Each January I give a quick summary of the books I read the previous year. This year I thought I’d share thoughts on reading, finding books that satisfy, and book clubs. Let’s see how this goes.
I don’t know about you, but I had a difficult time finding the right books in 2023. I suspect the problem has more to do with me than it has to do with the books that are available, although coping with my mother’s death and a few other events (moving houses, new grandson) may have had something to do with it. Because I’ve had so many disappointing books lately, I now take advantage of the Kindle sample to get a taste of the author’s writing and the storyline before making a purchase – unless it’s one of my ‘go to’ authors.
“What am I looking for?” you might ask. Good question. That begs the follow-on question of why do we/I read? A compelling story, of course, but also characters that are relatable and somewhat larger than life and with issues and circumstances that expand my horizons, inspire me, and make me want to be in their company for many hours. I read to explore unknown times and places – hence the fascination with historical fiction – but I also read to discover something new about myself and to ponder life’s bigger questions.
If I’m in the midst of writing and researching, I often find compelling books both fiction and non-fiction that are relevant. My work-in-process is a contemporary thriller and so I sought out other authors in the genre. Ken Follett’s Night Over Water fits this category (excellent read, historical) as does The Last Thing He Told Me by Laura Dave (excellent, contemporary, and turned into a TV series). Then there were: Red London by Alma Katsu (not quite the page turner that Red Widow was but still very good), The White Lady by Jacqueline Winspear (former WWII spy unravels a deadly secret), The 6:20 Man by David Baldacci (fast paced audio book which was perfect for a two-day trip in the car), Apples Never Fall by Liane Moriarty (Moriarty excels as creating unique characters, circumstances, and lots of twists), Extraordinary People and The Night Gate both by Peter May. My husband is a fan of Peter May’s novels and I can see why. Full confession – I borrowed a technique used by May’s character detective Enzo Macleod to sort out the clues he finds, and incorporated something similar into That Was Then, my newest novel which will soon go to the editor.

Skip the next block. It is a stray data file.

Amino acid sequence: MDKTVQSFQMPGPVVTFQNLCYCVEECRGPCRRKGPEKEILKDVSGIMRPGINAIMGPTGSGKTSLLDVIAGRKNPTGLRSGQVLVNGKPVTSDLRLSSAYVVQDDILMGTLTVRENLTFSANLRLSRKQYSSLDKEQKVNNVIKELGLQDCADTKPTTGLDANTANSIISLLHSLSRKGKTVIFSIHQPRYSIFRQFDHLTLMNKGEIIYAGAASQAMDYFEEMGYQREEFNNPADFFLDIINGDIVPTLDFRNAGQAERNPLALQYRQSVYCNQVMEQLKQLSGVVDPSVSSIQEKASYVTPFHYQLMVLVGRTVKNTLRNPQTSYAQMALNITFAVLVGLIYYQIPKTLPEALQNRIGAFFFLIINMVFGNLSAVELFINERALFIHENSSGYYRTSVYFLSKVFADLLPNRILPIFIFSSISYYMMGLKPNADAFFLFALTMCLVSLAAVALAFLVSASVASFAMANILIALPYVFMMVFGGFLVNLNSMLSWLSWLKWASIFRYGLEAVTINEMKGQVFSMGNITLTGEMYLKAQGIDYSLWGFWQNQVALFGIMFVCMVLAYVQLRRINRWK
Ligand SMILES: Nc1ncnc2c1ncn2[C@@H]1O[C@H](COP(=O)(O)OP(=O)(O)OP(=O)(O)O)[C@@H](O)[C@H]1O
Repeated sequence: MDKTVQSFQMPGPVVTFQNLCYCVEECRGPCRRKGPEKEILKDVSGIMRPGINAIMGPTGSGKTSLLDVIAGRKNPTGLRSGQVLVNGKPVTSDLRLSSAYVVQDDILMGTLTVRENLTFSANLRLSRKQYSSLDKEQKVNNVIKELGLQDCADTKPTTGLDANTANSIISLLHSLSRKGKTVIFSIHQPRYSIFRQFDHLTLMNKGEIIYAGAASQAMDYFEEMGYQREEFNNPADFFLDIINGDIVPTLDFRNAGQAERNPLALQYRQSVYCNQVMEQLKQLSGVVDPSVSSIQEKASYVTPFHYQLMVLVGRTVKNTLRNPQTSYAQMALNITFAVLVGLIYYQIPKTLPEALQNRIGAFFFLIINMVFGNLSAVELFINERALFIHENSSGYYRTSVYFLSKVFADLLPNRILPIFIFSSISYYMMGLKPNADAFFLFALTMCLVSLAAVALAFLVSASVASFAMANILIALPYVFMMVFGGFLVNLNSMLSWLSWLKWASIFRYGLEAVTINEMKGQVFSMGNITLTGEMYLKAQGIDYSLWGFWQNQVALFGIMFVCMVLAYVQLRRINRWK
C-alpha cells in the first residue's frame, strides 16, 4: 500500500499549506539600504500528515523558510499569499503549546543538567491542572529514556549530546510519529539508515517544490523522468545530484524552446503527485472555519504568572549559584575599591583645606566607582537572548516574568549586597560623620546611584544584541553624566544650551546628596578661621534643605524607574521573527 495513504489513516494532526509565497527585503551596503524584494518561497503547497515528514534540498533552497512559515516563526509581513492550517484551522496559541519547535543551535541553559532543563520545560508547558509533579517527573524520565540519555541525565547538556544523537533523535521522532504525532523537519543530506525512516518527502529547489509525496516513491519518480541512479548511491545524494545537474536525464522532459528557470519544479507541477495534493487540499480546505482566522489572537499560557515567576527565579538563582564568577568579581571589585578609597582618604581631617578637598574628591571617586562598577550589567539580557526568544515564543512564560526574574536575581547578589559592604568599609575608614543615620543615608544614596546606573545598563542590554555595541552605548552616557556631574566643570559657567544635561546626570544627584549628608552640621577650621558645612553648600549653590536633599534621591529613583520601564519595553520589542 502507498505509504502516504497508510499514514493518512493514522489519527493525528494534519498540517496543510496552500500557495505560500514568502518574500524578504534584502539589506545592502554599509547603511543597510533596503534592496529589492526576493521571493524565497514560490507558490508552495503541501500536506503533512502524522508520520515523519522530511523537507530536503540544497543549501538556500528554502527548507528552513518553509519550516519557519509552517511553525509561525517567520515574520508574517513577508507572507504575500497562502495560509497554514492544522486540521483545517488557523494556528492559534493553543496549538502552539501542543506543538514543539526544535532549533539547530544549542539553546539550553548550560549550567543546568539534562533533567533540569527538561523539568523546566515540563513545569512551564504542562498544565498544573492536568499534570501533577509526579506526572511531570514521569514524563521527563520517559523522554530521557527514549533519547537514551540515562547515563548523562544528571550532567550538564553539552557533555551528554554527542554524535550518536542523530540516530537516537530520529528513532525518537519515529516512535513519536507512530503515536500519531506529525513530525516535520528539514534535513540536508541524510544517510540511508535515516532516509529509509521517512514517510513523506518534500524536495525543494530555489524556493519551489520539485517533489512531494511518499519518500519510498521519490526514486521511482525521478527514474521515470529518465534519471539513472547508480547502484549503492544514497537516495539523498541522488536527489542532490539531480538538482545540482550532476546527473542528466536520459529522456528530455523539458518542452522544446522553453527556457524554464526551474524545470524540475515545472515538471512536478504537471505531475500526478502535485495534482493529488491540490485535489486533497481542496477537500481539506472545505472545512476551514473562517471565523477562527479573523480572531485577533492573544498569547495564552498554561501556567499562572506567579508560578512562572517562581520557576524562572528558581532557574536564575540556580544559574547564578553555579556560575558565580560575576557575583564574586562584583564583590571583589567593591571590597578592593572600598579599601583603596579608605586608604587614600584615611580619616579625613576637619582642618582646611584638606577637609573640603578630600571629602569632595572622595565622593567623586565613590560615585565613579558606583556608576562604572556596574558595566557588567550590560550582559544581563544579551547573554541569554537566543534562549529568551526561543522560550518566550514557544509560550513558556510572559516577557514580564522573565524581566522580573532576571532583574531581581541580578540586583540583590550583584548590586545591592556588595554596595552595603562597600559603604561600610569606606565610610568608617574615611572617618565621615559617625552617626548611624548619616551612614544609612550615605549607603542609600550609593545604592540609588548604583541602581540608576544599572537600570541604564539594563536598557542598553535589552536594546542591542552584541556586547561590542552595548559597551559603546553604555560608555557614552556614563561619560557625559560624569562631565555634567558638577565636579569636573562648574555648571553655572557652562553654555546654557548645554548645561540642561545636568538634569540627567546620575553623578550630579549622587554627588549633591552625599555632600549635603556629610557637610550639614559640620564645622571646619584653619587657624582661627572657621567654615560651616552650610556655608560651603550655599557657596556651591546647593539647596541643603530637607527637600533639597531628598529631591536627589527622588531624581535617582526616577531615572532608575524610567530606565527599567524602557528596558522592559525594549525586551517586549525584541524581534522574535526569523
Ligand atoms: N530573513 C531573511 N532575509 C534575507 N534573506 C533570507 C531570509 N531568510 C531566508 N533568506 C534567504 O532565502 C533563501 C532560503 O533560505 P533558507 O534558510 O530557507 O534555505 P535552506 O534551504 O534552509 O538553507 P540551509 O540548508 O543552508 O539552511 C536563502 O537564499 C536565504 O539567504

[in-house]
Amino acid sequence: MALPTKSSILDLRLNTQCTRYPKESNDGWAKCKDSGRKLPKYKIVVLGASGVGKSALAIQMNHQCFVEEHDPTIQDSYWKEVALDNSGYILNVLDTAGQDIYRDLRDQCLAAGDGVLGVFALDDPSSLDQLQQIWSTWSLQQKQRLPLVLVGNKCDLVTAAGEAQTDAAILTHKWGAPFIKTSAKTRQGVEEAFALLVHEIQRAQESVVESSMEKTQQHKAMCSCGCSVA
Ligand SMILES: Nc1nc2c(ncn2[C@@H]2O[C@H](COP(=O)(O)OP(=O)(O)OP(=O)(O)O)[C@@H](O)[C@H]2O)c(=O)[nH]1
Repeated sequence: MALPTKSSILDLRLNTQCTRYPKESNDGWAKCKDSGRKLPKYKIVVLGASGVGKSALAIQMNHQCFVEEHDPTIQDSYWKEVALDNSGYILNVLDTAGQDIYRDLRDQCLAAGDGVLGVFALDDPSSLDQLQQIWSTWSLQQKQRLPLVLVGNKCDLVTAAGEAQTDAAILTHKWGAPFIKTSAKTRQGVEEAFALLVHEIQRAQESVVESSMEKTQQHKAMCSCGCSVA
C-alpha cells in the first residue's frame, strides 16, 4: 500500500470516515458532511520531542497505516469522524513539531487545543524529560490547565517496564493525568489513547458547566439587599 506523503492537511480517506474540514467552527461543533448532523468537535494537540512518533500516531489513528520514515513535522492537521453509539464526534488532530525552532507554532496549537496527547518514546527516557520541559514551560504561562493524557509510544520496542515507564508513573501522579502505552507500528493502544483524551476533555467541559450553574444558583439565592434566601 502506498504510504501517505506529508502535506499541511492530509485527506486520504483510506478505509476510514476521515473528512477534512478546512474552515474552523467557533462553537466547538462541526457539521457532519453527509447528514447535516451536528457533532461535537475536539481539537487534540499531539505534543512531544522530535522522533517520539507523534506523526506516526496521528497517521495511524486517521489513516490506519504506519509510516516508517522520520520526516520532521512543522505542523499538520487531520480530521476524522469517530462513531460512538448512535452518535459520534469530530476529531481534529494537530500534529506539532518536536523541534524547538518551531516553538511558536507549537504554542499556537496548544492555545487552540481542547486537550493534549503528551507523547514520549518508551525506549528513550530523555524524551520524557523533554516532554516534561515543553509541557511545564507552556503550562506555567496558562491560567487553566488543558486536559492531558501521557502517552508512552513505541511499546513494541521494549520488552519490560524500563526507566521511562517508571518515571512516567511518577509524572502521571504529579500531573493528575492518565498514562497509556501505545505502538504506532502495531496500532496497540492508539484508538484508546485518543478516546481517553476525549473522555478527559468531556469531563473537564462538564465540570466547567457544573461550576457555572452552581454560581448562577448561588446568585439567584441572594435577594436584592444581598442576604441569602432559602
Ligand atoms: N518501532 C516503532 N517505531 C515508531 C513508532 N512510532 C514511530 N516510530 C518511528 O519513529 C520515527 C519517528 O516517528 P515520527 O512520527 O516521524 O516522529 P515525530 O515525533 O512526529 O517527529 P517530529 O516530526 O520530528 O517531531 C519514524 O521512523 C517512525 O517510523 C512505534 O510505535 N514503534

Occasionally, I find an author and either read several of that author’s novels in sequence or constantly check for new novels by that author. For example, I read two novels by Marie Benedict: The Mitford Affair (excellent and based on fascinating women from the Mitford family during WWII) and one that she co-authored with Victoria Murray titled The First Ladies (which features Eleanor Roosevelt’s great friendship and partnership with civil rights activist Mary McLeod Bethune). I did the same thing with Jojo Moyes. In the past, I’ve thought of her novels as pretty light reads (in a somewhat dismissive way), but guess what? Sometimes you need a light read. In the summer I read Moyes’ Someone Else’s Shoes (amusing premise and a satisfying ending), The Last Letter from your Lover (loved the dual timeline of this novel), The Girl You Left Behind (also dual timeline and equally enjoyable). And also two Patti Callahan Henry novels: The Secret Book of Flora Lee (excellent story) and The Bookshop at Water’s End.
I’m Canadian. When I talk about books or my writing with American readers, they often ask whether I’m a fan of well-known Canadian author Louise Penny. So in 2023, I decided to find out what all the fuss is about and read three of her novels, one right after the other. Specifically: Bury Your Dead, Still Life, and A Fatal Grace. Still Life is Penny’s first Inspector Ganache novels – a great story full of charming characters. However, I don’t recommend reading three in a row!